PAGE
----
Christmas time should be a joyous time. It is the time when family and friends get together to celebrate the birth of Jesus Christ.
Christmas time brings with it Christmas carols, Christmas shopping, Christmas cookies, Christmas concerts, and lighting the Christmas tree.
According to the news, Governor Lincoln Chafee’s “holiday tree lighting” ceremony turned out less than jolly. Rhode Island is heavily Roman Catholic state; however, that made no difference to the governor who refused to say it was a “Christmas tree” he was lighting.
Protesters did not agree with the expression “Holiday tree.” So they sang “O Christmas Tree” over the choir as Mr. Chafee and his wife flipped the switch to light the 17-foot spruce in the marble State House rotunda.
The Diocese of Providence, Rhode Island said the governor was trying to “secularize the season with the ‘holiday label.” So the Diocese held a competing tree-lighting ceremony at St. Patrick’s Parish down the street from the State House.
Fifty-nine percent of Rhode Islanders identify themselves as Catholic, the highest percentage of any state, according to the 2011 Official Catholic Directory, an annual collection of national diocesan statistics
Governor Chafee insists that he’s simply honoring Rhode Island’s origins as a sanctuary for religious diversity. Chafee also notes that previous governors have used the term “holiday” tree. However, his office received 3,500 calls of protest.
According to the Miami Herald, Bishop Thomas Tobin, head of the Roman Catholic church in Providence, said the governor’s decision to call it a holiday tree was “most disheartening and divisive.”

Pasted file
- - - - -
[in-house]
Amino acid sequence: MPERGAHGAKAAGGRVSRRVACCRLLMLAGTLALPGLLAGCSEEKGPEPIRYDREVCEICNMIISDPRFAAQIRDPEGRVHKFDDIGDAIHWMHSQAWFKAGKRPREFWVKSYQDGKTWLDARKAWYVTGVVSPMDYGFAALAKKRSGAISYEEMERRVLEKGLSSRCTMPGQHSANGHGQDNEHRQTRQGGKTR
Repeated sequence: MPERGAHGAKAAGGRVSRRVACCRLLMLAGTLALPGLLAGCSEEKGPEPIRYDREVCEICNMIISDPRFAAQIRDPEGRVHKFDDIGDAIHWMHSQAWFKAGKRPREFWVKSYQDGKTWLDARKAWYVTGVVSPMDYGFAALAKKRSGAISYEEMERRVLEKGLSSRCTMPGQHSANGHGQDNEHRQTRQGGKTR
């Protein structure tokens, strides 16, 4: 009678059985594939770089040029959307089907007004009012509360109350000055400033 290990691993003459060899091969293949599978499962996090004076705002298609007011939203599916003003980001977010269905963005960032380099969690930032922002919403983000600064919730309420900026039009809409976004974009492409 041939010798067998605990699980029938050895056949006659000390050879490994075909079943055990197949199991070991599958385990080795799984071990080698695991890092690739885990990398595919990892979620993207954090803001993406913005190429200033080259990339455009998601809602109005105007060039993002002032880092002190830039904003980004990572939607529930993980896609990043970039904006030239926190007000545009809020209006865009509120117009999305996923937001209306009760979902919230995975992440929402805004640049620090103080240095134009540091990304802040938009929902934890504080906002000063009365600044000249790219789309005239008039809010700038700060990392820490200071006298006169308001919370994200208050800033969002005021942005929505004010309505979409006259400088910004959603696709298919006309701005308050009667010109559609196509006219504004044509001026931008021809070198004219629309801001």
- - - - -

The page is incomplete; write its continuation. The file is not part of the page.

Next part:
The state House of Representatives in January passed a symbolic resolution declaring that the tree traditionally put up at this time of year be referred to “as a ‘Christmas tree’ and not as a ‘holiday tree’ or other non-traditional terms.”
Republican Rep. Doreen Costa, the resolution’s sponsor said:
“Political correctness has gone too far I don’t care what he calls it. Anyone who looks at it knows it’s a Christmas tree. That’s just what it is.”
That’s the belief of John Leyden of Big John Leyden’s Christmas Tree Farm, which donated the 17-foot Colorado blue spruce to the state. Leyden told The Associated Press that Chafee can call the tree whatever he wants, but that doesn’t change its significance.
“Why minimize Christmas?” he asked. “That’s why we have these trees to begin with.”
When Providence Mayor Angel Taveras lit the capital city’s 35-foot tree during a recent “holiday celebration,” his administration was quick to spell out exactly what it was Taveras was lighting.
“Those are Christmas trees,” said Taveras spokesman David Ortiz.